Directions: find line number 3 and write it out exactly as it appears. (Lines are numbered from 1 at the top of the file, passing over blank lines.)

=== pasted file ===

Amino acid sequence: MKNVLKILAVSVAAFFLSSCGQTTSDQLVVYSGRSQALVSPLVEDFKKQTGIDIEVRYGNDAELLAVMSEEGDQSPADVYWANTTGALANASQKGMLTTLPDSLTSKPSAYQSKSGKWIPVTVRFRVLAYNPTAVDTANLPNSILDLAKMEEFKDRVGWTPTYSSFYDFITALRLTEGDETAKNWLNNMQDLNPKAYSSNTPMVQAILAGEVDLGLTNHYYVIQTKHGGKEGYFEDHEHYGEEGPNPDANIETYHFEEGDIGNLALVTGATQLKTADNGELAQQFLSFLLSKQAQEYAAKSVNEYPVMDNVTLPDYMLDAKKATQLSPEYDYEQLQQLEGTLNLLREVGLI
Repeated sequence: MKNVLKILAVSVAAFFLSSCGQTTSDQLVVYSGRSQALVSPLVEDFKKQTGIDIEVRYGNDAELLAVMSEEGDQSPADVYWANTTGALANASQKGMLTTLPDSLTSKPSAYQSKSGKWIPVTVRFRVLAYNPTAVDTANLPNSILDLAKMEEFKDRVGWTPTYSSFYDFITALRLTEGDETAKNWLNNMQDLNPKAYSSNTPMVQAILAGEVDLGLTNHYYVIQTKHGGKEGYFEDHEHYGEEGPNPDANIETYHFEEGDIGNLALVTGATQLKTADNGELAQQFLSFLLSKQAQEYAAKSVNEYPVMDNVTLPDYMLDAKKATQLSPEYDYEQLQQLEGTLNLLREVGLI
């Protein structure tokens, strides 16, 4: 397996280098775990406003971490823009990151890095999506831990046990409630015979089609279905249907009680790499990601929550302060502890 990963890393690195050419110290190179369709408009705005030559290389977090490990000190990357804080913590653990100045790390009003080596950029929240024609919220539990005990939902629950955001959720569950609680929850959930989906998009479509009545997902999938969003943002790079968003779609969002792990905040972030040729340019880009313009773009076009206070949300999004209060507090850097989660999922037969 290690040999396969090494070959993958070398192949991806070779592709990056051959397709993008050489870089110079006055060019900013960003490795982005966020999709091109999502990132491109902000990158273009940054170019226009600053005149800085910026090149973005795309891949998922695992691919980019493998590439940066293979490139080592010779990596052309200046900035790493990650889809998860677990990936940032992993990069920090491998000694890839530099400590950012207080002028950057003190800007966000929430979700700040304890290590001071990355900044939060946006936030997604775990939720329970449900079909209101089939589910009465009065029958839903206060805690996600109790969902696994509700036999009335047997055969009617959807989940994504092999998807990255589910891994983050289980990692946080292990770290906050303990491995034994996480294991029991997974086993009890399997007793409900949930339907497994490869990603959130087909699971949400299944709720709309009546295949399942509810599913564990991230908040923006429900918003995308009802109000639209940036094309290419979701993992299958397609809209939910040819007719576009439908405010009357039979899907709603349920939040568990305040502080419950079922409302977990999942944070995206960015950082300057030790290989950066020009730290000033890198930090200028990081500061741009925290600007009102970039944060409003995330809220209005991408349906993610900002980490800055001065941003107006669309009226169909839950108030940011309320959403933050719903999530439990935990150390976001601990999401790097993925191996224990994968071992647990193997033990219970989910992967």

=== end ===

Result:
């Protein structure tokens, strides 16, 4: 397996280098775990406003971490823009990151890095999506831990046990409630015979089609279905249907009680790499990601929550302060502890 990963890393690195050419110290190179369709408009705005030559290389977090490990000190990357804080913590653990100045790390009003080596950029929240024609919220539990005990939902629950955001959720569950609680929850959930989906998009479509009545997902999938969003943002790079968003779609969002792990905040972030040729340019880009313009773009076009206070949300999004209060507090850097989660999922037969 290690040999396969090494070959993958070398192949991806070779592709990056051959397709993008050489870089110079006055060019900013960003490795982005966020999709091109999502990132491109902000990158273009940054170019226009600053005149800085910026090149973005795309891949998922695992691919980019493998590439940066293979490139080592010779990596052309200046900035790493990650889809998860677990990936940032992993990069920090491998000694890839530099400590950012207080002028950057003190800007966000929430979700700040304890290590001071990355900044939060946006936030997604775990939720329970449900079909209101089939589910009465009065029958839903206060805690996600109790969902696994509700036999009335047997055969009617959807989940994504092999998807990255589910891994983050289980990692946080292990770290906050303990491995034994996480294991029991997974086993009890399997007793409900949930339907497994490869990603959130087909699971949400299944709720709309009546295949399942509810599913564990991230908040923006429900918003995308009802109000639209940036094309290419979701993992299958397609809209939910040819007719576009439908405010009357039979899907709603349920939040568990305040502080419950079922409302977990999942944070995206960015950082300057030790290989950066020009730290000033890198930090200028990081500061741009925290600007009102970039944060409003995330809220209005991408349906993610900002980490800055001065941003107006669309009226169909839950108030940011309320959403933050719903999530439990935990150390976001601990999401790097993925191996224990994968071992647990193997033990219970989910992967």